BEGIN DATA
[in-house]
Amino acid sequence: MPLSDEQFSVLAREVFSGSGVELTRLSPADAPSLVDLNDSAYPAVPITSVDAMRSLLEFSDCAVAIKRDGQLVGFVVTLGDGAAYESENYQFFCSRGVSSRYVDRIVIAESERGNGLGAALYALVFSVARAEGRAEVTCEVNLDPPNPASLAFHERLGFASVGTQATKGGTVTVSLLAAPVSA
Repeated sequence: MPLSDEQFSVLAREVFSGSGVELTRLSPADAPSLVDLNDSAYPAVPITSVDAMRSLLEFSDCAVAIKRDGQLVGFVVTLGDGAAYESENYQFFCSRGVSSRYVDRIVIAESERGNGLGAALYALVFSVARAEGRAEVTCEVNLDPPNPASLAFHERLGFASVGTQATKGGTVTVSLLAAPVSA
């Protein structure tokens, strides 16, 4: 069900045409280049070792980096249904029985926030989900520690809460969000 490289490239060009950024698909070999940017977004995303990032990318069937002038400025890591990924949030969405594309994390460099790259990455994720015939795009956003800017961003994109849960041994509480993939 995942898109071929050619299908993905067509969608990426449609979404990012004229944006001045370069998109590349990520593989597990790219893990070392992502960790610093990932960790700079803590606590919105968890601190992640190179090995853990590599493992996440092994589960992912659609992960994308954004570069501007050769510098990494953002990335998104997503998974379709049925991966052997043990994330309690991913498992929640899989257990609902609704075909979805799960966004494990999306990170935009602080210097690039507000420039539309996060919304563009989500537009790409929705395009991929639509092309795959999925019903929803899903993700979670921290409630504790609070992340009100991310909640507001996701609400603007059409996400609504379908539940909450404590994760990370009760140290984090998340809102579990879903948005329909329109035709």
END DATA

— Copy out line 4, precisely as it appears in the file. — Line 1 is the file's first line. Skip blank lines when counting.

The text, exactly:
């Protein structure tokens, strides 16, 4: 069900045409280049070792980096249904029985926030989900520690809460969000 490289490239060009950024698909070999940017977004995303990032990318069937002038400025890591990924949030969405594309994390460099790259990455994720015939795009956003800017961003994109849960041994509480993939 995942898109071929050619299908993905067509969608990426449609979404990012004229944006001045370069998109590349990520593989597990790219893990070392992502960790610093990932960790700079803590606590919105968890601190992640190179090995853990590599493992996440092994589960992912659609992960994308954004570069501007050769510098990494953002990335998104997503998974379709049925991966052997043990994330309690991913498992929640899989257990609902609704075909979805799960966004494990999306990170935009602080210097690039507000420039539309996060919304563009989500537009790409929705395009991929639509092309795959999925019903929803899903993700979670921290409630504790609070992340009100991310909640507001996701609400603007059409996400609504379908539940909450404590994760990370009760140290984090998340809102579990879903948005329909329109035709």